After the death of her six-week-old son, Liam, Katie Willis Morton embarked on a courageous search for solace and understanding. The Blue Poppy and the Mustard Seed invites readers to share in her voyage as she travels the world and the landscapes of her own experience. Interweaving what she witnesses—simple rituals like children’s baths and picnics, and birth and death rites—with her own recovery and growth, she discovers that the pain she has experienced is both unavoidable and necessary, a pivotal part of the process of healing that can lead to “a victorious kind of joy, of acceptance.” In discovering herself, Morton speaks to readers suffering similar tragedies, and indeed to all of us, in an intimate and inspiring story about enduring world-shattering pain and coming out whole.
The Blue Poppy and the Mustard Seed helps us confront the universal truths of love and loss that we all will eventually and inevitably encounter. This book will be a comfort to anyone who has faced a tragic loss, but not only that, it takes us all on a rich journey, through joy, suffering, and ultimately to hope, in a way that is quietly beautiful and, above all, utterly life-affirming.
The Book of Equanimity contains the first-ever complete English language commentary on one of the most beloved classic collections of Zen teaching stories (koans), making them vividly relevant to spiritual seekers and Zen students in the twenty-first century. Continually emphasizing koans as effective tools to discover and experience the deepest truths of our being, Wick brings the art of the koan to life for those who want to practice wisdom in their daily lives.
The koan collection Wick explores here is highly esteemed as both literature and training material in the Zen tradition, in which koan-study is one of two paths a practitioner might take. This collection is used for training in many Zen centers in the Americas and in Europe but has never before been available with commentary from a contemporary Zen master. Wick’s Book of Equanimity includes new translations of the preface, main case and verse for each koan, and modern commentaries on the koans by Wick himself.
In an age when the Dalai Lama’s image has been used to sell computers, rock stars have used tantra to enhance their image, and for many, Nirvana calls to mind a a favorite band, what does Buddhism mean to twenty-somethings?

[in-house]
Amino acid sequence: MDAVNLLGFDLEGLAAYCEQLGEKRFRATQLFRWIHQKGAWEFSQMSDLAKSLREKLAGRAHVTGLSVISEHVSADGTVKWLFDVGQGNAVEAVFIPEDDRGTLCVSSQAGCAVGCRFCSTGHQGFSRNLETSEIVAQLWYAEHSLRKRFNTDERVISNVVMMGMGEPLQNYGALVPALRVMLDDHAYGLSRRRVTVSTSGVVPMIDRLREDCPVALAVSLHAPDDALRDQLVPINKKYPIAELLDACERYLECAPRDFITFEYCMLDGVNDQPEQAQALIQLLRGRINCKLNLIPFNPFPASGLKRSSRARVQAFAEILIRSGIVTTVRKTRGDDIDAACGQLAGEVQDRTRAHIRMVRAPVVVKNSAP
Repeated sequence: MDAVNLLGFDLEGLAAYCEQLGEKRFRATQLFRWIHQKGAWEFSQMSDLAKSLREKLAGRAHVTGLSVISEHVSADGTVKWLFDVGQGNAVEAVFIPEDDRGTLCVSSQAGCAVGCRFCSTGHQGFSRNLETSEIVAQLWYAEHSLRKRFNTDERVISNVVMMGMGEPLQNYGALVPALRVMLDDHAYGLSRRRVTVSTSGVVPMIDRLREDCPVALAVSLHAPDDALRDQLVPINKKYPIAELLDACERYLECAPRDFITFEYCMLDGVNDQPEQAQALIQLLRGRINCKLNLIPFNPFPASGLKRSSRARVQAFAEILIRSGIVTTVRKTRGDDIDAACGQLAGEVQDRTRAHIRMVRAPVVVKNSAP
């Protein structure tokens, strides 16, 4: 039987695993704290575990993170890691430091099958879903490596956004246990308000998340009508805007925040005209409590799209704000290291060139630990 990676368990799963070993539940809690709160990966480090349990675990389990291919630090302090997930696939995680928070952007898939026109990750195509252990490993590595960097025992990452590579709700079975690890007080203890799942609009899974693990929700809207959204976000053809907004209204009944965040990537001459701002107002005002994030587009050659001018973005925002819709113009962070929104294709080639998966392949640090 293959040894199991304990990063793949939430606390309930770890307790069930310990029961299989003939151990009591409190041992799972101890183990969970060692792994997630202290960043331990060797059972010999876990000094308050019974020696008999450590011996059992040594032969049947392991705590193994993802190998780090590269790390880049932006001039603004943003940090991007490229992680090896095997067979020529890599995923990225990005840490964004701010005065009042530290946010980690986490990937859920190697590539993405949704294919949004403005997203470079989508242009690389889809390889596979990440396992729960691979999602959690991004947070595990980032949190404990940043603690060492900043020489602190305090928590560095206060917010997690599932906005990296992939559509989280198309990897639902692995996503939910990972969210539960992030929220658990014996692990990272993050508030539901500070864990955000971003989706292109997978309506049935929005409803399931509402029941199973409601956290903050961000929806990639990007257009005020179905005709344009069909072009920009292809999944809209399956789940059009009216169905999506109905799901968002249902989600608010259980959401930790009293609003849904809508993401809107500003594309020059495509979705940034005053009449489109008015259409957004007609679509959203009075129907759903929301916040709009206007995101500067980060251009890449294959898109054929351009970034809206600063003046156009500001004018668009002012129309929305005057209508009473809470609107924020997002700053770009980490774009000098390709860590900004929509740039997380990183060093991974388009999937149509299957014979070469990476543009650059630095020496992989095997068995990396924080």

Blue Jean Buddha offers real stories about young Buddhists in their own words that affirm and inform the young adult Buddhist experience. This one-of-a-kind book is about the experiences of young people in America-from their late teens to early thirties-who have embraced Buddhism. Thirty-three first-person narratives reflect on a broad range of life-stories, lessons, and livelihood issues, such as growing up in a Zen center, struggling with relationships, caring for the dying, and using marathon running as meditation. Throughout, up-and-coming author Sumi Loundon provides an illuminating context for the tremendous variety of experiences shared in the book.
Blue Jean Buddha was named a finalist in the 2002 Independent Publisher Book Awards (Multicultural Non-Fiction—Young Adult) as well in NAPRA’s Nautilus Awards, in the Personal Journey/Memoir/Biography category.
In the classic bestseller, Introduction to Tantra, Lama Yeshe offered a profound and wonderfully clear glimpse into the sophisticated practices of Tibetan Buddhist tantra. This present book, the last major teachings of this great lama, opens up the world of advanced practices for Highest Yoga Tantra initiates in much the same way his earlier work opened up the world of tantra in general.
Following Je Tsongkhapa’s (1357-1419 C.E.) text Having the Three Convictions, Lama Yeshe introduces the renowned Six Yogas of Naropa, focusing mainly on the first of these six, the practice of inner fire (tummo). Mastery of inner fire quickly brings the mind to its most refined and penetrating state—the experience of clear light, an extra-ordinarily powerful state of mind that is unequaled in its ability to directly realize ultimate reality.